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Pros and Cons of Weed Barrier

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Pros and Cons of Weed Barrier Empty Pros and Cons of Weed Barrier

Post  MarkBroomfield on 7/19/2019, 6:42 pm

Please excuse me if there is a posting or series of posting on this topic.  

I have put together 3 each, 4 ft X 6 ft raised boxes comprised of 7.25" cedar that I have treated with cedar oil.  They are spaced out on my former corn plot.  I put them there after 3 years of battling weeds and, this year, not getting enough corn seeds to germinate.  Normally the corn would sprout just fine but not this year, the weeds sure did like it this year.  Not sure why the corn did such a poor job of sprouting this year but we did have a very wet and cold spring/early summer in the Denver, CO area.  I put the best quality weed barrier I could get from Lowes over the soil after removing the weeds/corn and leveling the plot.  I then put the raised box frames on top of this.  My plan is to have three succession plantings of corn where I can put something over the top to give a greenhouse effect and be able to plant early in May. Plus have a much more weed control situation.

I am ready to start making my Mel's Mix.  I have the vermiculite, peat moss and 5 different kinds of compost, enough for three boxes, 6 in deep.  Before I do this my question is about using the weed barrier in case the advice I get is to not have the weed barrier and I can still cut it out in the bottom of the boxes.  

Questions are:
1) Is 6 inches  of Mel's Mix enough to plant corn in?  Does it matter if it is early or late corn?  Early doesn't get as tall but late can get pretty tall.  I've seen where people put chicken wire or netting around the corn plot to give it some stability when the plants are tall.  Comments?

2) Will the roots of corn be stunted by the weed barrier?  I don't think so, it seems that in the past when I pulled the corn plants up at the end of the season the roots I saw were about 4 inches deep.

3) Should I just remove the weed barrier under the boxes?  The soil under the boxes is really good and if the weed barrier is a problem and weeds won't grow up through the 6 inches of Mel's Mix I can remove the weed barrier in this area and allow any roots that need to go deeper to do that.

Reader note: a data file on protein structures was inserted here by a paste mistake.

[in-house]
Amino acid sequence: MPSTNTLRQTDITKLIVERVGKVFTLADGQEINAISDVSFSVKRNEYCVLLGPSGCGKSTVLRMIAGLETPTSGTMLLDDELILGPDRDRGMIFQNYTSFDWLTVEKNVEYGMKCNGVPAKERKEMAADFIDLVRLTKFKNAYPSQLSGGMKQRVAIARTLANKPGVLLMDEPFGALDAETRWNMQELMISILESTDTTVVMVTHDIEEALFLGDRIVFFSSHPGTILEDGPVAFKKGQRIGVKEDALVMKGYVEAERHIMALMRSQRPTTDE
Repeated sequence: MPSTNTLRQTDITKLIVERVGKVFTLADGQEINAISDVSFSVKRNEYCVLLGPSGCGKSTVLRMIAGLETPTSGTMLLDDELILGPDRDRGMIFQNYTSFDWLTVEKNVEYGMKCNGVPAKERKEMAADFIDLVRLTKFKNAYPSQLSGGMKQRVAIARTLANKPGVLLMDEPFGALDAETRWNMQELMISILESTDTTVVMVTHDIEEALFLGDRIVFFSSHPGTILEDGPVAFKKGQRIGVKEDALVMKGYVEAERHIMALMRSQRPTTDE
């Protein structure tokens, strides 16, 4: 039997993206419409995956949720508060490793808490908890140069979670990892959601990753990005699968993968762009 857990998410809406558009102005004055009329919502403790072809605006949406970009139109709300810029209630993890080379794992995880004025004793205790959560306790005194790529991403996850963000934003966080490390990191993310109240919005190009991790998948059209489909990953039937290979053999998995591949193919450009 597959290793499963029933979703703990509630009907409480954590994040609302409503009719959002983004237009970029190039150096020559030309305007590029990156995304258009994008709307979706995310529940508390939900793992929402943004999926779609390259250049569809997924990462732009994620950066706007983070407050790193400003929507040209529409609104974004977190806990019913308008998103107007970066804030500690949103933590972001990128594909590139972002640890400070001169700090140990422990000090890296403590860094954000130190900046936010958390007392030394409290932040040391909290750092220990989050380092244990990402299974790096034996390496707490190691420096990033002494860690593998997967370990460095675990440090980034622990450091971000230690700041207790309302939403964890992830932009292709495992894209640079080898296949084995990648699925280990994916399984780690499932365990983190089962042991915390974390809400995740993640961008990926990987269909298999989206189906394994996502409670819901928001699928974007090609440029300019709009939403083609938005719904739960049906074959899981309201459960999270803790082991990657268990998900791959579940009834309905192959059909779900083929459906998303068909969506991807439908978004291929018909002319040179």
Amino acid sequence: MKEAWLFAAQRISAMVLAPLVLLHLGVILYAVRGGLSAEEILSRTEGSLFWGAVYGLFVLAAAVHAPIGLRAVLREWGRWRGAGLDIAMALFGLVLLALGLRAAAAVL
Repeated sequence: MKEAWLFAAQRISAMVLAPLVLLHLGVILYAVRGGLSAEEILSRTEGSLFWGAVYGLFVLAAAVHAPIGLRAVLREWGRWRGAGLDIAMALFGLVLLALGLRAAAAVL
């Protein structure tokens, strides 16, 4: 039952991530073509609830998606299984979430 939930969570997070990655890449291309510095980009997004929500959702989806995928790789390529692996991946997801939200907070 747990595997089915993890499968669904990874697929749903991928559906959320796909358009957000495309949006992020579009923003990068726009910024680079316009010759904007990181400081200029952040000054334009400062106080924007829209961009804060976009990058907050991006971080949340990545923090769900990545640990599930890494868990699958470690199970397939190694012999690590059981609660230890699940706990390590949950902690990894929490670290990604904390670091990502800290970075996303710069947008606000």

My research has turned up conflicting answers on all of the above so if there is advice from the official SFG website I will listen or read whatever anybody has to say.

Thanks in advance.
Mark
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Pros and Cons of Weed Barrier Empty Re: Pros and Cons of Weed Barrier

Post  OhioGardener on 7/19/2019, 7:27 pm

Welcome to the forum, Mark!  We grow a lot of corn here in the midwest, and corn roots will normally go down several feet, or until they hit a hardpan.  I am not a fan of weed barrier for a number of reasons, some of which are the way it blocks the movement of earthworms and roots.  But, a lot of gardeners like it, and if you use the search option for Weed Cloth you'll find a lot of information on it.

My preferred method of starting a new bed is to put down heavy cardboard on the ground, with no open spaces between pieces of cardboard, and then cover with soil. The cardboard will smother the weeds, and it will gradually decompose as the worms eat away at it. Cardboard adds carbon to the soil, while the seed barrier cloth does not add anything.  If the corn roots, or other vegetables need to go through the cardboard, they will.

If you need cardboard, find a nearby furniture store and ask if they have any you can have. They will be more than willing to give you all you want - all of the mattresses and furniture comes in cardboard that they normally have to pay to have hauled off.
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Post  yolos on 7/19/2019, 9:15 pm

I agree with Ohio Gardner.  I always start new beds with cardboard between the soil and mel's mix.  After 1 season it will have decomposed mostly.  This will not work if you have invasive weeds that will come back no matter what you do.
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Pros and Cons of Weed Barrier Empty Re: Pros and Cons of Weed Barrier

Post  sanderson on 7/20/2019, 2:29 am

Hi, Mark,  As a Certified Instructor I have to encourage you to use weed fabric as outlined in the 3rd Edition of ALL NEW Square Foot Gardening, pages 61, 81 and 142.  Page 81 deals with using weed barrier topped with wood chips to keep the weeds at bay from the surrounding area.  If there are common weed seeds in your soil, it will help prevent them from germinating and coming up into the bed.  However, the roots from your garden plants can go through the weed fabric, as it is weed barrier, not root barrier.  Conversely, roots from neighboring plants can come up through the weed fabric as they love the Mel's Mix.  That happened to me, so all of my beds are now off the ground with plywood bottoms and filled with 6-7" of Mel's Mix.

1.  Yes, corn will grow in 6" of MM.  I find that the level drops rather quickly in the summer (microbes breaking down the composts) so I would recommend top dressing with more compost as needed to keep the level up.  Yes, some folks do add something around the bed to help keep the corn upright.  I have used both nylon trellis mesh and chicken wire with posts.